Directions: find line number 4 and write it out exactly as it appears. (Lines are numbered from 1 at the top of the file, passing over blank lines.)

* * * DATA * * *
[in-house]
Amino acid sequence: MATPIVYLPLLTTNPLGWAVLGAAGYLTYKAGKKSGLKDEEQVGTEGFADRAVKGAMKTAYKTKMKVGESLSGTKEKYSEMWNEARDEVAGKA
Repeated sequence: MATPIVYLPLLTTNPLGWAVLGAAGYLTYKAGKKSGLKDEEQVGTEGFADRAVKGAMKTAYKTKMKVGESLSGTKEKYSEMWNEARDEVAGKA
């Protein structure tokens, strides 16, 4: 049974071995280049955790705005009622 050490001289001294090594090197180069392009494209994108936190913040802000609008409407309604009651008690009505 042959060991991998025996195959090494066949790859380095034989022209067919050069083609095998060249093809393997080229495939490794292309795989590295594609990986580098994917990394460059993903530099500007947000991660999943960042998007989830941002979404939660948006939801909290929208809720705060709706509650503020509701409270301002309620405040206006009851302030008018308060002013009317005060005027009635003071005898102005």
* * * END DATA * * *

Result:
């Protein structure tokens, strides 16, 4: 049974071995280049955790705005009622 050490001289001294090594090197180069392009494209994108936190913040802000609008409407309604009651008690009505 042959060991991998025996195959090494066949790859380095034989022209067919050069083609095998060249093809393997080229495939490794292309795989590295594609990986580098994917990394460059993903530099500007947000991660999943960042998007989830941002979404939660948006939801909290929208809720705060709706509650503020509701409270301002309620405040206006009851302030008018308060002013009317005060005027009635003071005898102005």